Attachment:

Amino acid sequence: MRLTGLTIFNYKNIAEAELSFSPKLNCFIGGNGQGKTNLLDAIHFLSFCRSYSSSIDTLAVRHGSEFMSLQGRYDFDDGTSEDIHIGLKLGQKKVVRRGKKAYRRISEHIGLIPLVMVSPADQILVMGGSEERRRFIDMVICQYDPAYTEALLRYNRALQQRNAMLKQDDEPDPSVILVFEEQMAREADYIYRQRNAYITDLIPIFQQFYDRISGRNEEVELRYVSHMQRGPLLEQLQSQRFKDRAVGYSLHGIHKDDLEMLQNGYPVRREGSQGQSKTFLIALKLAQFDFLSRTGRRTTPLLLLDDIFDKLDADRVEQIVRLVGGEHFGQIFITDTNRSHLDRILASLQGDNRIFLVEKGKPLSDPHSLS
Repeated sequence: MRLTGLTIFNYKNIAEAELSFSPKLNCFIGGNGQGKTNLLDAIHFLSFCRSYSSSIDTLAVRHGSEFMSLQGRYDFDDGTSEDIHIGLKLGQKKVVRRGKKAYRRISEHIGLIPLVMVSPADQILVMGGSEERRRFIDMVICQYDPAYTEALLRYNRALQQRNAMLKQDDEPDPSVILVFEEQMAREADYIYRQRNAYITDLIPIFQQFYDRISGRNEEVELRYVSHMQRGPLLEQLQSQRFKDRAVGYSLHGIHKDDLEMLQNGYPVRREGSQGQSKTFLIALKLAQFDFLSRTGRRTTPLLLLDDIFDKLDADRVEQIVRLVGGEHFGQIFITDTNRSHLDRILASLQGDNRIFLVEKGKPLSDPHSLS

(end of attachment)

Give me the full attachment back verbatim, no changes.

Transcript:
Amino acid sequence: MRLTGLTIFNYKNIAEAELSFSPKLNCFIGGNGQGKTNLLDAIHFLSFCRSYSSSIDTLAVRHGSEFMSLQGRYDFDDGTSEDIHIGLKLGQKKVVRRGKKAYRRISEHIGLIPLVMVSPADQILVMGGSEERRRFIDMVICQYDPAYTEALLRYNRALQQRNAMLKQDDEPDPSVILVFEEQMAREADYIYRQRNAYITDLIPIFQQFYDRISGRNEEVELRYVSHMQRGPLLEQLQSQRFKDRAVGYSLHGIHKDDLEMLQNGYPVRREGSQGQSKTFLIALKLAQFDFLSRTGRRTTPLLLLDDIFDKLDADRVEQIVRLVGGEHFGQIFITDTNRSHLDRILASLQGDNRIFLVEKGKPLSDPHSLS
Repeated sequence: MRLTGLTIFNYKNIAEAELSFSPKLNCFIGGNGQGKTNLLDAIHFLSFCRSYSSSIDTLAVRHGSEFMSLQGRYDFDDGTSEDIHIGLKLGQKKVVRRGKKAYRRISEHIGLIPLVMVSPADQILVMGGSEERRRFIDMVICQYDPAYTEALLRYNRALQQRNAMLKQDDEPDPSVILVFEEQMAREADYIYRQRNAYITDLIPIFQQFYDRISGRNEEVELRYVSHMQRGPLLEQLQSQRFKDRAVGYSLHGIHKDDLEMLQNGYPVRREGSQGQSKTFLIALKLAQFDFLSRTGRRTTPLLLLDDIFDKLDADRVEQIVRLVGGEHFGQIFITDTNRSHLDRILASLQGDNRIFLVEKGKPLSDPHSLS